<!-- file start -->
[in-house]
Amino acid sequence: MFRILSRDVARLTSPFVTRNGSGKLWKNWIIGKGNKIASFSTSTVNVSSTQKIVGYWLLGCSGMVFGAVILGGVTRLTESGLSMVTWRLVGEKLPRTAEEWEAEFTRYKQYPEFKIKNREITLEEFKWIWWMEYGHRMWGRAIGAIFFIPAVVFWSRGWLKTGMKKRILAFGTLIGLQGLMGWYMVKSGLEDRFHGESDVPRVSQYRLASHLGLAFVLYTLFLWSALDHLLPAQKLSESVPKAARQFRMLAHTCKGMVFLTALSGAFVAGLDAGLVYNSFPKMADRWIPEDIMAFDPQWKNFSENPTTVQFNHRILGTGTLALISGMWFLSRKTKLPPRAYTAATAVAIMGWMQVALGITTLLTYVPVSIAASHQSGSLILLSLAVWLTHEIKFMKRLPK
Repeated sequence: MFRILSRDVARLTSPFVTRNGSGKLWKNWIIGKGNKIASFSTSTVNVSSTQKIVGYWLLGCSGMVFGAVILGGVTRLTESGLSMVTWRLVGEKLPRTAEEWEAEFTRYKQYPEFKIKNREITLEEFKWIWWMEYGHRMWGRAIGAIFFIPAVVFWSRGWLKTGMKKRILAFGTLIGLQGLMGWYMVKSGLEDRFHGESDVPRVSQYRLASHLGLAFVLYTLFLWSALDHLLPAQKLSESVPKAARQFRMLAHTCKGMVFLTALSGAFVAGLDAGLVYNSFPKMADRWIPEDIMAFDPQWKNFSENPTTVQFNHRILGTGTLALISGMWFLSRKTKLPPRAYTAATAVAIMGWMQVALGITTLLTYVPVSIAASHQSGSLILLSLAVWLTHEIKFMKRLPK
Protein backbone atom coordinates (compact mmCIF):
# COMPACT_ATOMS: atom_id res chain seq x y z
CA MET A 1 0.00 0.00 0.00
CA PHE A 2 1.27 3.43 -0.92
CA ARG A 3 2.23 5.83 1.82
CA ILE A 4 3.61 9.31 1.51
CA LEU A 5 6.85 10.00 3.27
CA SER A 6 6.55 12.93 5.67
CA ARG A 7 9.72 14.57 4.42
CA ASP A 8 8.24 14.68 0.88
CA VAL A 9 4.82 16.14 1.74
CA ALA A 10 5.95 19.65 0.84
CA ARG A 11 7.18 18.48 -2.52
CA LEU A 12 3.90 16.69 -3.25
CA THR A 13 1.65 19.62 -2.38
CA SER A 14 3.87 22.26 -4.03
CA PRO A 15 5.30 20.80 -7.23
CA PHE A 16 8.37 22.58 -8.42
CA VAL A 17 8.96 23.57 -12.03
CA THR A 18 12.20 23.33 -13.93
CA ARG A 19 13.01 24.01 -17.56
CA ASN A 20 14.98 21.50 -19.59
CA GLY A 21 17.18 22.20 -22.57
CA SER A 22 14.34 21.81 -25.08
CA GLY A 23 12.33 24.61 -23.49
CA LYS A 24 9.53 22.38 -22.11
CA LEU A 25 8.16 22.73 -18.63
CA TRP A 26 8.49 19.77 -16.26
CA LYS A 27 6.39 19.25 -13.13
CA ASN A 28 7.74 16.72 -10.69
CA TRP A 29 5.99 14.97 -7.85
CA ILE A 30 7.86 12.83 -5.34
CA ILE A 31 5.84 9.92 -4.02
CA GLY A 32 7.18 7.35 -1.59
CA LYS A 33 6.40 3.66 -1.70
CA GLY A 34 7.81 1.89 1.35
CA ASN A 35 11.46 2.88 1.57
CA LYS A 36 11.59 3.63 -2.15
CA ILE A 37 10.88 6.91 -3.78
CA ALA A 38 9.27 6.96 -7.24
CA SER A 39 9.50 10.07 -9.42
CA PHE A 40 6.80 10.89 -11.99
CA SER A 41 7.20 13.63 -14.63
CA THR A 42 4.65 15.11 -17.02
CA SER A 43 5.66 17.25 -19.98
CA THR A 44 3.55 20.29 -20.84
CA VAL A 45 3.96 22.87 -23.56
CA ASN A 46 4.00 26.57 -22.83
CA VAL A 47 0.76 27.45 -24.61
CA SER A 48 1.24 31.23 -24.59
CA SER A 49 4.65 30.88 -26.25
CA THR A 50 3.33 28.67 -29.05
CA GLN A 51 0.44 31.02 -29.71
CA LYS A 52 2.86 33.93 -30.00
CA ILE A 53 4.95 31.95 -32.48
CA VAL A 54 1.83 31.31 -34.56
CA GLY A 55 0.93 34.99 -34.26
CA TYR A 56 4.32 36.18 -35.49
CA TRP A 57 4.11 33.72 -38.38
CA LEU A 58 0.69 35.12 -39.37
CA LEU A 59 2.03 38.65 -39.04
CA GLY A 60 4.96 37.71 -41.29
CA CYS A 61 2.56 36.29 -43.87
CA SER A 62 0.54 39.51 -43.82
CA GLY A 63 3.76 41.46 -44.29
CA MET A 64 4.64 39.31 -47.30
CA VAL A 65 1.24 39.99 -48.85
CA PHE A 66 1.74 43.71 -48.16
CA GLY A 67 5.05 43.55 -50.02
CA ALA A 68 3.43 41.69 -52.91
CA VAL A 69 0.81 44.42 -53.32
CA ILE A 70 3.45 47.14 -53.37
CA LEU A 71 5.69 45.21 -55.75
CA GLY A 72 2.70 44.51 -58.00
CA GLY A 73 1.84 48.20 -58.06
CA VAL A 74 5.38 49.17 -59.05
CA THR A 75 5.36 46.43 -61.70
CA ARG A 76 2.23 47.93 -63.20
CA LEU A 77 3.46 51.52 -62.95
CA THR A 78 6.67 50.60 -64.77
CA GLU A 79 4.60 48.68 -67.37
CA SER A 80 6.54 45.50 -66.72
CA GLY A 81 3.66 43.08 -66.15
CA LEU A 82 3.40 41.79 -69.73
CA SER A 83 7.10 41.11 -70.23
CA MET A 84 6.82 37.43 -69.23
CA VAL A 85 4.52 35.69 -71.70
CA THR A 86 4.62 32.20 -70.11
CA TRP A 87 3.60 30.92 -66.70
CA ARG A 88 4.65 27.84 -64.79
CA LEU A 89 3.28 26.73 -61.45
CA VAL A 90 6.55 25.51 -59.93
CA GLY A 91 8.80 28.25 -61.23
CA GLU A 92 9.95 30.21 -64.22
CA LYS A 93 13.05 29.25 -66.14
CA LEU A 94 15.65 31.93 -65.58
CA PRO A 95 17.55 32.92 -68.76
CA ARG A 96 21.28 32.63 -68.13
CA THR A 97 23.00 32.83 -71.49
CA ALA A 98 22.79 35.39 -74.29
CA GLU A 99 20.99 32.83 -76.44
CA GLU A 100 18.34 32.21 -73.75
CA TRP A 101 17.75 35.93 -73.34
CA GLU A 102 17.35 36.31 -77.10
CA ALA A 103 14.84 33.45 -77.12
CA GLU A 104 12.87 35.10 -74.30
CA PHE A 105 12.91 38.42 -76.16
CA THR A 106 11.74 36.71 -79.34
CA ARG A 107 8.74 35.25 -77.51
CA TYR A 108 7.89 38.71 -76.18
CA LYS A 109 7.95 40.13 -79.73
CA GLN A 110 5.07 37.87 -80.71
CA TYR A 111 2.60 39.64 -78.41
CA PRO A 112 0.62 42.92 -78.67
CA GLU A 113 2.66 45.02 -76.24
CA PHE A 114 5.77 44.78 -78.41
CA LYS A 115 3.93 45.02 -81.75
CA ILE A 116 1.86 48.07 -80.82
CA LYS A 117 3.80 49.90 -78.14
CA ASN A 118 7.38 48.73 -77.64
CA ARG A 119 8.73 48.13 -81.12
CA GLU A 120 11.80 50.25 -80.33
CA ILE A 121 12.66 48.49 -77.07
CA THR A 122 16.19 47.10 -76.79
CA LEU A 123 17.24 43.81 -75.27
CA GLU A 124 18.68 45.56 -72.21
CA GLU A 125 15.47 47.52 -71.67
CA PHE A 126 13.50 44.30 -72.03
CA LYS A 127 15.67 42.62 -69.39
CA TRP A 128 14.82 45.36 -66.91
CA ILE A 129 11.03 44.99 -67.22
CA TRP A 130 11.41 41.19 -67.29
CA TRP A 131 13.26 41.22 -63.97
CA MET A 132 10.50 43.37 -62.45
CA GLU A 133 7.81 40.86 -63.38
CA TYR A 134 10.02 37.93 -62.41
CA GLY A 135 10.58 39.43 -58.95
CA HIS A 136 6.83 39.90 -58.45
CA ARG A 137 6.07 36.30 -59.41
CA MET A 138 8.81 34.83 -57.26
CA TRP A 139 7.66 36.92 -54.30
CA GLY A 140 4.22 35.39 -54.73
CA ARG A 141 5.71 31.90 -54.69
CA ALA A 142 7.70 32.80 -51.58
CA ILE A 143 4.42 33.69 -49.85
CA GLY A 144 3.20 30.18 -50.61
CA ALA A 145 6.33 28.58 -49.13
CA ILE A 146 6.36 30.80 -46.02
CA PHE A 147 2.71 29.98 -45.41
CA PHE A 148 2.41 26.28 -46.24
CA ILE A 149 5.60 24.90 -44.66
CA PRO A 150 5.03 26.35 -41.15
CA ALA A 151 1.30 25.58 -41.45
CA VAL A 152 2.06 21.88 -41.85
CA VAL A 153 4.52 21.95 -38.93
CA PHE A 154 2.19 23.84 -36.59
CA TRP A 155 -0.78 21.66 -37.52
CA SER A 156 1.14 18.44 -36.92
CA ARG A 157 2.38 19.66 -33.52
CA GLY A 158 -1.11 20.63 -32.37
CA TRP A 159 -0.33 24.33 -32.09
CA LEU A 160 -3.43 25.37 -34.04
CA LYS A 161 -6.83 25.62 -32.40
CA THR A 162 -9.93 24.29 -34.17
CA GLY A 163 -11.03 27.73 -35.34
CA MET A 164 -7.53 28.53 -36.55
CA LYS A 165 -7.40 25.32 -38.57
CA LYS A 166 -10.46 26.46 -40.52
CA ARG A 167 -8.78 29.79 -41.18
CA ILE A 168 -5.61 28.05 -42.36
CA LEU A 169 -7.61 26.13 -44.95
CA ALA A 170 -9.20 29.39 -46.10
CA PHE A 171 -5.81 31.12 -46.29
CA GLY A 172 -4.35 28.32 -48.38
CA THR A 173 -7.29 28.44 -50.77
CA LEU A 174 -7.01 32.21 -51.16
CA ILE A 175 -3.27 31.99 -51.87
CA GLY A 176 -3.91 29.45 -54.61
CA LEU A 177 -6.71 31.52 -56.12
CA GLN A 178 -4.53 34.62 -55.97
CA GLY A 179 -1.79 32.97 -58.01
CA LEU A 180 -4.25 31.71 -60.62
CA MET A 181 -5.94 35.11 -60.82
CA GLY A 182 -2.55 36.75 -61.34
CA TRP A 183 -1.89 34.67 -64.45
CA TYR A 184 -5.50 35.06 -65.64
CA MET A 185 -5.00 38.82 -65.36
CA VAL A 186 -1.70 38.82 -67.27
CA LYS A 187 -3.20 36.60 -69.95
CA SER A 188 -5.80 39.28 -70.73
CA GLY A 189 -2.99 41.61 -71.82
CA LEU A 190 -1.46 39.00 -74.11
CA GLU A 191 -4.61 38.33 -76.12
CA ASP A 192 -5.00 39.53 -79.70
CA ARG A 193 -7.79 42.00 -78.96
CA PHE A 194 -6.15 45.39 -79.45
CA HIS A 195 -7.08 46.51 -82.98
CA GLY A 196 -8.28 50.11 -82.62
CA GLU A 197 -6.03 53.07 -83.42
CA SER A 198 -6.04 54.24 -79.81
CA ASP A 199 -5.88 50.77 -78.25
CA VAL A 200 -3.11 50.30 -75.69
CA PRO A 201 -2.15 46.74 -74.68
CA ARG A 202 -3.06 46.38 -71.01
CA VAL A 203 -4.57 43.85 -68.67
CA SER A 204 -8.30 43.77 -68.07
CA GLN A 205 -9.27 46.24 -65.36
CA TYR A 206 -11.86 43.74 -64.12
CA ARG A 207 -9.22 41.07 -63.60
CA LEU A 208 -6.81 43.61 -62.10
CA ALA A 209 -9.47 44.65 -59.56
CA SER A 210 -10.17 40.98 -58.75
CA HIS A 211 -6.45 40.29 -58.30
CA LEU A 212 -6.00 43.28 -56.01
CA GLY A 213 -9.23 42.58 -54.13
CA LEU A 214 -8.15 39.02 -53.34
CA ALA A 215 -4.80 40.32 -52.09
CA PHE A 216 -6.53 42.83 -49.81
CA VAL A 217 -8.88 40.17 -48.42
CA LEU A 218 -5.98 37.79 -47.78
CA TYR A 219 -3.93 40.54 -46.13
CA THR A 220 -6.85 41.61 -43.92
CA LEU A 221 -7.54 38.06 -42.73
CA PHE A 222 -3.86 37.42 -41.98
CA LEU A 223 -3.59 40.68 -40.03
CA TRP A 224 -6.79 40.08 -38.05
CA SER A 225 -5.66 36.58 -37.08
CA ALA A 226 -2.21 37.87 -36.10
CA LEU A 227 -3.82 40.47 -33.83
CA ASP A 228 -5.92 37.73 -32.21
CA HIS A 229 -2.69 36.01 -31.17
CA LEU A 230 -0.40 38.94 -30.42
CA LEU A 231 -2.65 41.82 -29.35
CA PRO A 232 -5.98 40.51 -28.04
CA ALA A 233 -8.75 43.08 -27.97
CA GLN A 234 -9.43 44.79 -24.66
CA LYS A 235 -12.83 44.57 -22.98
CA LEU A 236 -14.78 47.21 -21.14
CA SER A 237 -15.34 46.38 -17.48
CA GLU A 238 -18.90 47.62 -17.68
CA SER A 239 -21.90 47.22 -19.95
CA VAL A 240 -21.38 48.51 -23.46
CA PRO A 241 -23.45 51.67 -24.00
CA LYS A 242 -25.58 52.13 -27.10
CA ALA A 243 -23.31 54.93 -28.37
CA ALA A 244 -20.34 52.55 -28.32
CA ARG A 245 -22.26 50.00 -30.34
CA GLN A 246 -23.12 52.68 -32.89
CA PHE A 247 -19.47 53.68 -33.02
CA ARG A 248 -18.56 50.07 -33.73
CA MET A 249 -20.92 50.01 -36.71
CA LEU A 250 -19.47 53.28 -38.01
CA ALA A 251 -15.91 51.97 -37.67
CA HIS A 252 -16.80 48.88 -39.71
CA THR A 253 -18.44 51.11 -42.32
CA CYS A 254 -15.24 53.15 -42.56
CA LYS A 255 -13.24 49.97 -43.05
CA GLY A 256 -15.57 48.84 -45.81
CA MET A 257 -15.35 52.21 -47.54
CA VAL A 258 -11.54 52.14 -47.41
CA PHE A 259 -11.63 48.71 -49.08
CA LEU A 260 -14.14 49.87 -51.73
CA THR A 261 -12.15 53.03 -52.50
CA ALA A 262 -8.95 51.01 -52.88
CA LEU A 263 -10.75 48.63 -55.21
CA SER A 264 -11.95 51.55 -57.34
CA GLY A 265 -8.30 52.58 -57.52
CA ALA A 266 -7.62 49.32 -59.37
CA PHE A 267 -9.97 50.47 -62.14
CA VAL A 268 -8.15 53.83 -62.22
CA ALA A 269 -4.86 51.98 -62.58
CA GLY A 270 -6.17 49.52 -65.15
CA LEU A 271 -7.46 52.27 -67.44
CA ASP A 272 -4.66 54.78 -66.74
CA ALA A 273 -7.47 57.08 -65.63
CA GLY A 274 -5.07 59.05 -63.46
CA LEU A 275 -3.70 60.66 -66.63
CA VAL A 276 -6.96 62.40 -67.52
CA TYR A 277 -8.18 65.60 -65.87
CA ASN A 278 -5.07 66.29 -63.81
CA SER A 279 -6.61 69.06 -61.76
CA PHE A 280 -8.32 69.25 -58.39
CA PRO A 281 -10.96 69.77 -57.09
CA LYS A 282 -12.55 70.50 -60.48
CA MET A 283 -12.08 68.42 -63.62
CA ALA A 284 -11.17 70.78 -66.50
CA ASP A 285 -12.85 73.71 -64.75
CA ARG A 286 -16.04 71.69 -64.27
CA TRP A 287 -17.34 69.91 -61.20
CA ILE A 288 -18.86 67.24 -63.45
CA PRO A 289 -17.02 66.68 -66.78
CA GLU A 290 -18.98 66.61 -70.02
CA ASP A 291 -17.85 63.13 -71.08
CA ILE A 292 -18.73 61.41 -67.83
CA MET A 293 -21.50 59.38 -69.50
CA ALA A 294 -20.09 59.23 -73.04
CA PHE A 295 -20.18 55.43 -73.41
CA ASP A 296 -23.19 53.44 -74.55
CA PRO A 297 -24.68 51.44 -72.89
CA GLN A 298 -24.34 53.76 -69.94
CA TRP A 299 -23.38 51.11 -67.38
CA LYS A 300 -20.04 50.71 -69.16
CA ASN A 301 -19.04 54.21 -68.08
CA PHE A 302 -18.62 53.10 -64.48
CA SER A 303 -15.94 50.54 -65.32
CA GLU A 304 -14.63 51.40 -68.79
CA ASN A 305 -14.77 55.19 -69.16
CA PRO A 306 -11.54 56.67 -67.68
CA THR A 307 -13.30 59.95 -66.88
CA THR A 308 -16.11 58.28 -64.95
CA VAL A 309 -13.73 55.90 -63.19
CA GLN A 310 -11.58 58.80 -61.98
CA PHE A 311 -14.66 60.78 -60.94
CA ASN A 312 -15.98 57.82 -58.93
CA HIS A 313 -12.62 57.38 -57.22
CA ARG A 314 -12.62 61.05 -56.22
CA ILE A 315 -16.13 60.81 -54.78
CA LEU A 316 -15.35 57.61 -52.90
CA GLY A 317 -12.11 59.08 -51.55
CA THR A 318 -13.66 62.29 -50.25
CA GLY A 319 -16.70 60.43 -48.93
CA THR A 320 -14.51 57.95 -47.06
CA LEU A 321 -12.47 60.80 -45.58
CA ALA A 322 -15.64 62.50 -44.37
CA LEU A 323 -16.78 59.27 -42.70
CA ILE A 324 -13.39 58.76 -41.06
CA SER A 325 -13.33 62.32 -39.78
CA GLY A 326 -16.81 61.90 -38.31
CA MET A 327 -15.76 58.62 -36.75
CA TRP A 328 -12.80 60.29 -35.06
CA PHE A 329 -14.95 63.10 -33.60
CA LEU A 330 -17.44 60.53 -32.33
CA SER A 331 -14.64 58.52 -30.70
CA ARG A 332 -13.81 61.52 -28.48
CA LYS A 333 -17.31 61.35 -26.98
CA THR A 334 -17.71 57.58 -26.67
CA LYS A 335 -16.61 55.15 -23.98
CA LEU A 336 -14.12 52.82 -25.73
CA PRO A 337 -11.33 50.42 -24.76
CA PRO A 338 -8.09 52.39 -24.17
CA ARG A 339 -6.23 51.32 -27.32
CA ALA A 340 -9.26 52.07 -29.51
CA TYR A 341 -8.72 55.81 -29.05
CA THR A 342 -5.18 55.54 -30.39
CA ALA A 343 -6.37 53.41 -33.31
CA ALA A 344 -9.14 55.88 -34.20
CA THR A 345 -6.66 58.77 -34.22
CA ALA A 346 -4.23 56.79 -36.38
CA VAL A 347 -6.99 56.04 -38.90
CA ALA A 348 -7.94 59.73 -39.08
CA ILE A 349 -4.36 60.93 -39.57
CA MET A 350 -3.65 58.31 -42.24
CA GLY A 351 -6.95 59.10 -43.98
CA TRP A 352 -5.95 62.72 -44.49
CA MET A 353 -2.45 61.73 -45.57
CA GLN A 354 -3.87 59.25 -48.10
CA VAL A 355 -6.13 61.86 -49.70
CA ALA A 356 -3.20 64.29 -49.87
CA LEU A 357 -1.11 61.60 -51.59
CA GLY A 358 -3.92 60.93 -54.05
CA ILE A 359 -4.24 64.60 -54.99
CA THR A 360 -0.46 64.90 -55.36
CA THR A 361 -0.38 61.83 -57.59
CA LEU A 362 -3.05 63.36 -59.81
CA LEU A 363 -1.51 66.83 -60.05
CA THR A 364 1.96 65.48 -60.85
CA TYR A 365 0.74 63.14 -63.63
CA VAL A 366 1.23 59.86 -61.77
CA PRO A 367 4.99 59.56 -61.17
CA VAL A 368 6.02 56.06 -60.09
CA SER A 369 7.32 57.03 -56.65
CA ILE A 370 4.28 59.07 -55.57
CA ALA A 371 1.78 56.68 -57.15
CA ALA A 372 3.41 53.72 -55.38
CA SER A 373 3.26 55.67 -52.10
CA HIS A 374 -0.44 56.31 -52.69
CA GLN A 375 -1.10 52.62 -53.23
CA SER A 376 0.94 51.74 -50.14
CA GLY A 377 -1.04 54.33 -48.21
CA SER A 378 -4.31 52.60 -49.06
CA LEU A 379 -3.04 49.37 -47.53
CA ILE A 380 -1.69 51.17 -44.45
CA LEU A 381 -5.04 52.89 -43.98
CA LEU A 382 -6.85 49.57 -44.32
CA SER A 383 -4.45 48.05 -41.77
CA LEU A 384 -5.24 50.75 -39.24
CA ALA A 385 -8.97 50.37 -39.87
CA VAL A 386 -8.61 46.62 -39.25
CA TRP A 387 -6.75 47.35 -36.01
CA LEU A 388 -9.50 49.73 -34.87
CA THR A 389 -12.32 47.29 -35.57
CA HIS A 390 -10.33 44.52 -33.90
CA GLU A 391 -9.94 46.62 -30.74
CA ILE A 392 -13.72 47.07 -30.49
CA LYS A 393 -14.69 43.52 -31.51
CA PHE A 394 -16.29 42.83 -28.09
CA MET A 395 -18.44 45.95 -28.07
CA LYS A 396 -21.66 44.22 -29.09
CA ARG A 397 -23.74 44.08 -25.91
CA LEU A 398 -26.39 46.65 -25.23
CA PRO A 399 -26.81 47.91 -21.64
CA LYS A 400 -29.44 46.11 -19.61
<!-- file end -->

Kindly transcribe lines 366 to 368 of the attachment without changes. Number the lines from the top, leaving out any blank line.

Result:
CA THR A 361 -0.38 61.83 -57.59
CA LEU A 362 -3.05 63.36 -59.81
CA LEU A 363 -1.51 66.83 -60.05